We were probably a half-mile from the finish when we stopped at a red light, and another cyclist in the group pointed to the empty water bottle cages on my frame as he asked, "Dude – do you need water?" I knew that we would probably finish the ride in the next few minutes, so I laughed it off and said, "No thanks, I think I'm good for the last part of the ride." Another rider replied, "You just need some coffee and a pastry," to which I enthusiastically agreed.
A couple of minutes later we pulled into the parking lot near the bakery, and as I unlocked our car, I remembered that I had some leftover coffee from earlier that morning – which I downed in a single gulp. Once I had my bicycle secured, I walked over to the bakery, where I proceeded to buy an enormous cup of iced tea and a mini-éclair, because I earned that darn éclair. (And I consciously wanted some sugar back in my system.) Once I had downed both of those items, I hopped in the car and I headed home for the day.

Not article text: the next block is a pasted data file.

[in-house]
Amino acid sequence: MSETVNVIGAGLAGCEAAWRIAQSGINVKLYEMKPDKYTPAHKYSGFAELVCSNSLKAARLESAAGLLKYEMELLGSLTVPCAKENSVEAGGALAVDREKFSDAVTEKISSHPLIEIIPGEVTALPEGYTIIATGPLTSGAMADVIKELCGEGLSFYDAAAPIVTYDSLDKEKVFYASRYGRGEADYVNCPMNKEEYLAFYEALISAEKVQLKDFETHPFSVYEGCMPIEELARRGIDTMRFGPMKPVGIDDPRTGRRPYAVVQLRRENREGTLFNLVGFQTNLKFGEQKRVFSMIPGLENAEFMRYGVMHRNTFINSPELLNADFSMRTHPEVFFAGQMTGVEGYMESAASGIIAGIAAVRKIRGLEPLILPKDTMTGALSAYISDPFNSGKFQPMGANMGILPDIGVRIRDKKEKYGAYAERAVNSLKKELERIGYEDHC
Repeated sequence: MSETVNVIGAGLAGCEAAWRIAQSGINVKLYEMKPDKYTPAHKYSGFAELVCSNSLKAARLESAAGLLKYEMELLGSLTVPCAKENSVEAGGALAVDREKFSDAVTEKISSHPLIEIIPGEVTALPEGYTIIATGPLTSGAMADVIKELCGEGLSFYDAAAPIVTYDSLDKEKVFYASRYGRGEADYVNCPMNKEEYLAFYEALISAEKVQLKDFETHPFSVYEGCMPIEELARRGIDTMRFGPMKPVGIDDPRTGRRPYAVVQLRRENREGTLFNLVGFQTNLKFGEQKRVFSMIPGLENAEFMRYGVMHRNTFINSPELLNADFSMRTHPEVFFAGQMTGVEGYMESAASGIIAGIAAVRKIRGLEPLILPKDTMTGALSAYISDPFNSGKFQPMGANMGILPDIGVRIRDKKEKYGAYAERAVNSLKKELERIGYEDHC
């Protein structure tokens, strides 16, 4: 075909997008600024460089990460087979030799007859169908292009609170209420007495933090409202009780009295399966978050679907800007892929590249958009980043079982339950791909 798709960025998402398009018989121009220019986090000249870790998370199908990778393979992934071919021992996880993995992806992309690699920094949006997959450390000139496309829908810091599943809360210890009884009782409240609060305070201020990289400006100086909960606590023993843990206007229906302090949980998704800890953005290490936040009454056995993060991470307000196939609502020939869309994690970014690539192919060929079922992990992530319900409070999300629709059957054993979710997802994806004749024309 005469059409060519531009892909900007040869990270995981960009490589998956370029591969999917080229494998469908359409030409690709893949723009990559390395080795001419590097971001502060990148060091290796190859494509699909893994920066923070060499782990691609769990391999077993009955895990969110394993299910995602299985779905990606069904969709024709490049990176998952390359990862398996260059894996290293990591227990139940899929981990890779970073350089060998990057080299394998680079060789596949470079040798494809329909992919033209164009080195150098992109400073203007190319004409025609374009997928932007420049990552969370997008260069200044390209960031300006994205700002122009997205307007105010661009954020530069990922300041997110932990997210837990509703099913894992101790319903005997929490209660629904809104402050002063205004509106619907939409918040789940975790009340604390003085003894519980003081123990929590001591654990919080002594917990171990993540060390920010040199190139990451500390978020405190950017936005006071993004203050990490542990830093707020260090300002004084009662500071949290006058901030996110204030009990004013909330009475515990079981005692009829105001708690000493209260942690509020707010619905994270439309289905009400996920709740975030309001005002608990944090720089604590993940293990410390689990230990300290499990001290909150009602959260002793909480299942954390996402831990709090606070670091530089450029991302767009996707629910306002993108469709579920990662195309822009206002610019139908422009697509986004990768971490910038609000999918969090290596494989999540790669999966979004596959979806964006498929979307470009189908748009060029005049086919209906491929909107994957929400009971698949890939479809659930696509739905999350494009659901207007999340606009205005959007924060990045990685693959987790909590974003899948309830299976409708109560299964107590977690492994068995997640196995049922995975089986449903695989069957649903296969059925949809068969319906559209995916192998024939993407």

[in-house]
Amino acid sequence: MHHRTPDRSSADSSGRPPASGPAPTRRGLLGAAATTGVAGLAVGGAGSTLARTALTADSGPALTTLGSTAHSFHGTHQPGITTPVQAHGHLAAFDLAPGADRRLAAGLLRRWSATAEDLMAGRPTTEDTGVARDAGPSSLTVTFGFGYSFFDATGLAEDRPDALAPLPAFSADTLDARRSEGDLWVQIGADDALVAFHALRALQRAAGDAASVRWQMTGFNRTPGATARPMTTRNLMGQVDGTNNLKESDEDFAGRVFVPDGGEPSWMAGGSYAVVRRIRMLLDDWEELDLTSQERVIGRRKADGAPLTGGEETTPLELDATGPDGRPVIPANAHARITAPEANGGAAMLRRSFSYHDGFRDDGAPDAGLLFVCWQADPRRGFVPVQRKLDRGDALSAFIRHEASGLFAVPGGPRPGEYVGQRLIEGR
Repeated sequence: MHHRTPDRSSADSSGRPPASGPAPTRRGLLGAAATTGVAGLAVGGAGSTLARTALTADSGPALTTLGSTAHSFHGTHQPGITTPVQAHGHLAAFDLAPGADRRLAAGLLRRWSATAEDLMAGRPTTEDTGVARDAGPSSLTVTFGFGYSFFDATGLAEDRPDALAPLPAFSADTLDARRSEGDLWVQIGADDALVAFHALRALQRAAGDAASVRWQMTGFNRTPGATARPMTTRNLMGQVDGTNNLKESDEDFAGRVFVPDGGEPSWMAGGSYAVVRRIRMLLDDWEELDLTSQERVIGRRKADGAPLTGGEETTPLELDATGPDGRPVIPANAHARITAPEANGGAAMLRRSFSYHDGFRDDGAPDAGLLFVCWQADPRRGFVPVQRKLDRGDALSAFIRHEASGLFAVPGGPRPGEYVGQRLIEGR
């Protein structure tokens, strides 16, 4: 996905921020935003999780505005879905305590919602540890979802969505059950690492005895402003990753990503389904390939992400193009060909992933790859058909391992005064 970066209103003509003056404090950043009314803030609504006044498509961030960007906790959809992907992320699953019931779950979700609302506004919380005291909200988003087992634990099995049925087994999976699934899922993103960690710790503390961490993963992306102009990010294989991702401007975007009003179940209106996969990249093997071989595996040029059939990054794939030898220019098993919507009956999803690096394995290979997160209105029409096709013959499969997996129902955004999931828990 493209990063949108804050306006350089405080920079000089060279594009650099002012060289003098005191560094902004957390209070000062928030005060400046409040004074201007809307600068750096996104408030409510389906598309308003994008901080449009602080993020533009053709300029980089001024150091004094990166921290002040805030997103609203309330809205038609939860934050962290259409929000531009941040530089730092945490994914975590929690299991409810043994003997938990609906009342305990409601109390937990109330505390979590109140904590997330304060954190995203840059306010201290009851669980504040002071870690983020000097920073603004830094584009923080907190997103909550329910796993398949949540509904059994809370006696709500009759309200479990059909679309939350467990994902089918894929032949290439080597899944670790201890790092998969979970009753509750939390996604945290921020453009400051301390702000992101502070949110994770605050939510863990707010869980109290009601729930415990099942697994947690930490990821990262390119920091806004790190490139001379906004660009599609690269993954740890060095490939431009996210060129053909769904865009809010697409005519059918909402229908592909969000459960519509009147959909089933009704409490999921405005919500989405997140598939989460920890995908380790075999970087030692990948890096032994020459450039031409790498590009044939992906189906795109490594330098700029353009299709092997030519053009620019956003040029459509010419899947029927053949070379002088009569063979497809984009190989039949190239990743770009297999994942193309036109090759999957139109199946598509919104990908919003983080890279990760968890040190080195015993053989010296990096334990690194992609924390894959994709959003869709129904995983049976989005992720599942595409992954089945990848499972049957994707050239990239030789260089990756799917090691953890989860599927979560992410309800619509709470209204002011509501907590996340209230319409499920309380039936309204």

My moral to today's story? I need to put together a checklist before I do another ride like this in order to make sure that I don't leave any critical items sitting on the counter at home. (And yes, it would probably be better if I got more than two hours of sleep, but I can't count on that – my body just isn't wired that way.)
- Primary Statistics:
- Start Time: 6:54am
- Distance: Somewhere over 31 miles (see notes)
- Duration: 1:52:53
- Calories Burned: 1,214 kcal
- Altitude Gain: 1,283 feet
- Average Speed: 16.2 mph
- Peak Speed: 32.5 mph
- Average Cadence: 73.0 rpm
- Average: 63.5 F
- Minimum: 55.4 F
- Maximum: 77.0 F
- Heart Rate:
- Average: 155 bpm
- Maximum: 174 bpm